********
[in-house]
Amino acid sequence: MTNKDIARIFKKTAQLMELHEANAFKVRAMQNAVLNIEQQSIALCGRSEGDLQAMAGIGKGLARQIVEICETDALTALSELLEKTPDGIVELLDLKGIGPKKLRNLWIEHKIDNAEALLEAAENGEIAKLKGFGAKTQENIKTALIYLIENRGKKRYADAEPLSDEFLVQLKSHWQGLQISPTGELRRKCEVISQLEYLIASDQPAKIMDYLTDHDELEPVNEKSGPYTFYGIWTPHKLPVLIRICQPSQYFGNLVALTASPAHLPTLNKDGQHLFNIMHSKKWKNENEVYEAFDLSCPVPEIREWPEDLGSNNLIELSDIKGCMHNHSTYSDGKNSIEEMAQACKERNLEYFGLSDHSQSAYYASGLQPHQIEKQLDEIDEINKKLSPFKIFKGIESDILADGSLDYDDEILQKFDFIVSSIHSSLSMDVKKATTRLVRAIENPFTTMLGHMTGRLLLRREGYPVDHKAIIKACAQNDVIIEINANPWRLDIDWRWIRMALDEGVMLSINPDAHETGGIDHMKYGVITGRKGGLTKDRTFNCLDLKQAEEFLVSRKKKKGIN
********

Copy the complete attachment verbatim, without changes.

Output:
[in-house]
Amino acid sequence: MTNKDIARIFKKTAQLMELHEANAFKVRAMQNAVLNIEQQSIALCGRSEGDLQAMAGIGKGLARQIVEICETDALTALSELLEKTPDGIVELLDLKGIGPKKLRNLWIEHKIDNAEALLEAAENGEIAKLKGFGAKTQENIKTALIYLIENRGKKRYADAEPLSDEFLVQLKSHWQGLQISPTGELRRKCEVISQLEYLIASDQPAKIMDYLTDHDELEPVNEKSGPYTFYGIWTPHKLPVLIRICQPSQYFGNLVALTASPAHLPTLNKDGQHLFNIMHSKKWKNENEVYEAFDLSCPVPEIREWPEDLGSNNLIELSDIKGCMHNHSTYSDGKNSIEEMAQACKERNLEYFGLSDHSQSAYYASGLQPHQIEKQLDEIDEINKKLSPFKIFKGIESDILADGSLDYDDEILQKFDFIVSSIHSSLSMDVKKATTRLVRAIENPFTTMLGHMTGRLLLRREGYPVDHKAIIKACAQNDVIIEINANPWRLDIDWRWIRMALDEGVMLSINPDAHETGGIDHMKYGVITGRKGGLTKDRTFNCLDLKQAEEFLVSRKKKKGIN